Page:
8. 8. Chinese Society & Culture • Chinese culture is one of the world's oldest cultures. The area in which the culture is dominant covers a large geographical region in eastern Asia with customs and traditions varying greatly between provinces, cities, and even towns. Important components of Chinese culture include literature, music, visual arts, martial arts cuisine, religion etc. 8
  9. 9. Chinese Society & Culture 9
  10. 10. Etiquette and Customs in china 10
  11. 11. Gift Giving Etiquette • Although there is a large amount of well-documented corruption which takes place within the Chinese business environment, the giving of gifts is endemic to Chinese culture and has been for thousands of years The giving and receiving of gifts is part of the ritual of business relationship development and in a country where relations are placed firmly before business gifts are therefore an important business tool. A mere „ thank you' for a favor done is considered rude by the Chinese. Avoid expensive gifts, as this could be mistaken for bribery (a serious criminal offence) and always wrap the gift. If visiting an organization, take one gift to present to the whole group 11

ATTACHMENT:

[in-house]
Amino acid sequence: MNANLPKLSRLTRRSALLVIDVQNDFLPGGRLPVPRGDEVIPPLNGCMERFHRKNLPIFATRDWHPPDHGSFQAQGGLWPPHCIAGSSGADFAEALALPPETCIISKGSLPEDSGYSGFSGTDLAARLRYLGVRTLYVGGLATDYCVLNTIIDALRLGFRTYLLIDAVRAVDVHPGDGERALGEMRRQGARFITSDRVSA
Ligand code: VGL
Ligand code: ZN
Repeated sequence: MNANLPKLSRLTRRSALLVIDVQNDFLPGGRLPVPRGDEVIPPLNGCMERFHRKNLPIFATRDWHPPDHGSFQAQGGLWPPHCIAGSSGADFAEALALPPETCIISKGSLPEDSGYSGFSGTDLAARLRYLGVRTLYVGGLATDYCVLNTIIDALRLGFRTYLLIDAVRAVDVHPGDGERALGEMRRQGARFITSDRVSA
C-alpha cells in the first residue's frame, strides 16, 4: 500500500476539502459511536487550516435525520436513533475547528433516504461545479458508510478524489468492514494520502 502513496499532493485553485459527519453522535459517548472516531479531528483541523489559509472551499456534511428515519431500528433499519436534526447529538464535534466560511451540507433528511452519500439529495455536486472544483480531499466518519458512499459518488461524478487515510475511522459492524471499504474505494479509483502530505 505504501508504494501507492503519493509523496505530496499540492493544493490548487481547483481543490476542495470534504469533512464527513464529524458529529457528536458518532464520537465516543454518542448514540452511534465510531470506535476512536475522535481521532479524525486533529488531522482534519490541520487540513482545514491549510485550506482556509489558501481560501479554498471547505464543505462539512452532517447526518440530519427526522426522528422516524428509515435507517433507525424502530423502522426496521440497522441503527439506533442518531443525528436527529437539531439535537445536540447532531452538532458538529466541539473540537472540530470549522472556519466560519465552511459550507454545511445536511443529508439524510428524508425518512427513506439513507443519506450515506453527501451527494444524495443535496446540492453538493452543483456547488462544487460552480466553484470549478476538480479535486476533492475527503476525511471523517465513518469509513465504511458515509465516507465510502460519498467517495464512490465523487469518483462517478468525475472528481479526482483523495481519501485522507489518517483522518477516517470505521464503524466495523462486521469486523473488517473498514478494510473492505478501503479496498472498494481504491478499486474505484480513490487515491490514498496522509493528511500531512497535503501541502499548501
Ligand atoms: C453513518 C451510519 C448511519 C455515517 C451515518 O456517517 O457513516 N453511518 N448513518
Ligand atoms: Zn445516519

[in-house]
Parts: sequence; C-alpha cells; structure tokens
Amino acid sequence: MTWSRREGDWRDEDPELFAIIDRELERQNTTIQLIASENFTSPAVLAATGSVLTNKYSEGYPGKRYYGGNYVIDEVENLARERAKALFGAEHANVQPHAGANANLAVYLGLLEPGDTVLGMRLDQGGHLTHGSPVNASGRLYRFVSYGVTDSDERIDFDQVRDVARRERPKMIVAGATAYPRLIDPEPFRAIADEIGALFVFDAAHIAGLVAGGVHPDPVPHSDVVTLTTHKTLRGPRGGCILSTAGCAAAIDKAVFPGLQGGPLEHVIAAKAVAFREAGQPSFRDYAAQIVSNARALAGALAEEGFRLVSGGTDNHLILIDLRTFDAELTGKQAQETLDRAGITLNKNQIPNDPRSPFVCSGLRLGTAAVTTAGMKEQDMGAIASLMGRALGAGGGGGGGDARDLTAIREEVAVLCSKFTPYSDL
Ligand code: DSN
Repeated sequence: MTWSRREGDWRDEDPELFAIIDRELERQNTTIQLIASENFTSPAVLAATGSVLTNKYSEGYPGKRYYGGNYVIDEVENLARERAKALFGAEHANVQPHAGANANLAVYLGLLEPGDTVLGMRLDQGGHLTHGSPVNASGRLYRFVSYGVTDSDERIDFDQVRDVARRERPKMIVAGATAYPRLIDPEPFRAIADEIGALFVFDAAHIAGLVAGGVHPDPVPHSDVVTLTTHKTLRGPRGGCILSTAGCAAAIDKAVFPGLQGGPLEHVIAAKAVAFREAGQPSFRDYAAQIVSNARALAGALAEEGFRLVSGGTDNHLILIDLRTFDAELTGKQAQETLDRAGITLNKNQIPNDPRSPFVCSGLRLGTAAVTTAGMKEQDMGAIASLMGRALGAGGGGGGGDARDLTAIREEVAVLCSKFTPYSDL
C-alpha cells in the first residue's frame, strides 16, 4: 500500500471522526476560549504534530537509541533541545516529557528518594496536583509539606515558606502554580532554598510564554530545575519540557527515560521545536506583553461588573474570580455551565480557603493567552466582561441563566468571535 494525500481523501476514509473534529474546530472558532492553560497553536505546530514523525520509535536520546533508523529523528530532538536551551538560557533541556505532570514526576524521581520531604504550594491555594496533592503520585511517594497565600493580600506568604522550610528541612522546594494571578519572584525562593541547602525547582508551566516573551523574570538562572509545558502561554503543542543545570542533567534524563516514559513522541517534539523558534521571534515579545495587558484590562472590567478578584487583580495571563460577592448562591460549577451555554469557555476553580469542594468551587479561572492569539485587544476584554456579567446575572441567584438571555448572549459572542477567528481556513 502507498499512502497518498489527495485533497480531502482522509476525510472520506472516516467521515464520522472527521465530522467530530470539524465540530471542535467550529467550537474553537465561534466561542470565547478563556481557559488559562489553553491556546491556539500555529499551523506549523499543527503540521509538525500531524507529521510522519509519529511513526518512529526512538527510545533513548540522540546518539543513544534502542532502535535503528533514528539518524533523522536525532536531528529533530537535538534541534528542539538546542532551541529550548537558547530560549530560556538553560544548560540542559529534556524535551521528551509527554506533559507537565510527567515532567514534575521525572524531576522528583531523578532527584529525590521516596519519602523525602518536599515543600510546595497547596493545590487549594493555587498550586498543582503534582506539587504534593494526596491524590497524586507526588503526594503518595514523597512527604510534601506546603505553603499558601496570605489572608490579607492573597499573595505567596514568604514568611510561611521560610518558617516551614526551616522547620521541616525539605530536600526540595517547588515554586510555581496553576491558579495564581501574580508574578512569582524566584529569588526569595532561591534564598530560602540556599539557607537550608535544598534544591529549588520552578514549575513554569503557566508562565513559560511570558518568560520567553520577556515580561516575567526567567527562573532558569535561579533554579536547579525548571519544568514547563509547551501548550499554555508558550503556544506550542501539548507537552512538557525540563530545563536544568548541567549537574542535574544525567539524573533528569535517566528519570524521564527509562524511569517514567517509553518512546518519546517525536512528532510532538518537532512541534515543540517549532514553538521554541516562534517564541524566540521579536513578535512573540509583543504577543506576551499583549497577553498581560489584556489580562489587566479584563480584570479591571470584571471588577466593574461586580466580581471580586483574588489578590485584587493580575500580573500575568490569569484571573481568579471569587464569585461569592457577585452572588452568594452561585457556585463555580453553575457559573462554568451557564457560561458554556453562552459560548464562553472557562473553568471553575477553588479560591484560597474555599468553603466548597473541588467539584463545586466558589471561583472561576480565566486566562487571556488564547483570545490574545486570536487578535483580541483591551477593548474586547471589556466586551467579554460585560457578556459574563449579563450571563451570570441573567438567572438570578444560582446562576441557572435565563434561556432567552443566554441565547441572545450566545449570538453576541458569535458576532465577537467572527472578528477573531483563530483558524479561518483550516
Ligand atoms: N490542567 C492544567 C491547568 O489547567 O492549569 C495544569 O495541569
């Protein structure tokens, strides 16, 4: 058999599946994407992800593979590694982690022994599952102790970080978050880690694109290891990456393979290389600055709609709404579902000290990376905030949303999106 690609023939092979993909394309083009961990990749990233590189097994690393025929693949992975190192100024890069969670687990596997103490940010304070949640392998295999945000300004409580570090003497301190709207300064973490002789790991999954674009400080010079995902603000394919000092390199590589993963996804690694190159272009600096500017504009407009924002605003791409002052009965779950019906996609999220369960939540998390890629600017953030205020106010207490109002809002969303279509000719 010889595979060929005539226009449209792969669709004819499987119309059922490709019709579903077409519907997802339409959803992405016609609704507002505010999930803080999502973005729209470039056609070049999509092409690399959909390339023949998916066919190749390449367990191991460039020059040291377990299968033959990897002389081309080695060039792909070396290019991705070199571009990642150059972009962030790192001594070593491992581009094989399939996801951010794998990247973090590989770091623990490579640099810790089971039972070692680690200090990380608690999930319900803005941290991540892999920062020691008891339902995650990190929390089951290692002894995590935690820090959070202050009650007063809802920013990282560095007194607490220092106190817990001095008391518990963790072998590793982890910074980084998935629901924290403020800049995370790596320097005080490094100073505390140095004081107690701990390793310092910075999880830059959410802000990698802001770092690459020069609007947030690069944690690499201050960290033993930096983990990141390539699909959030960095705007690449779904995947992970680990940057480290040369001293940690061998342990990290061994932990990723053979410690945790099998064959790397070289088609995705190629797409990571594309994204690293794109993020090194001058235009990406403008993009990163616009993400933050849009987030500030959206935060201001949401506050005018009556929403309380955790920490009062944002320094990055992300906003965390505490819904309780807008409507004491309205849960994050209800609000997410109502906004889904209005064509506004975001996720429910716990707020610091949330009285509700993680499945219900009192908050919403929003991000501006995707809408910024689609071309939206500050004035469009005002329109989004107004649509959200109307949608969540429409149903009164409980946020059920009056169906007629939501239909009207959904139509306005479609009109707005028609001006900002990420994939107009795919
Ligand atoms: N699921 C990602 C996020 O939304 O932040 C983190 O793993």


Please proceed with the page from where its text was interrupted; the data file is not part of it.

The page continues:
12. 12. Dining Etiquette When eating a meal in China, people are expected to (according to Chinese customs) behave in a civilized manner, pay attention to table manners and practice good dining habits. In order to avoid offense diners should pay attention to the following points: 1. 2. 3. 4. If the guest of honor is not seated, other people are not allowed to be seated. If he hasn‟t eaten, others should not begin to eat. When making toasts, the first toast is made from the seat of honor and continuing down the order of prominence. Let older people eat first, or if you hear an elder say "let's eat", you can start to eat. You should not steal a march on the elders You should hold your bowl with your thumb on the mouth of the bowl, first finger, middle finger the third finger supporting the bottom of the bowl and palm empty. If you don‟t pick up your bowl, bend over the table and eat facing your bowl, it will be regarded as bad table manners 12 Always order in even number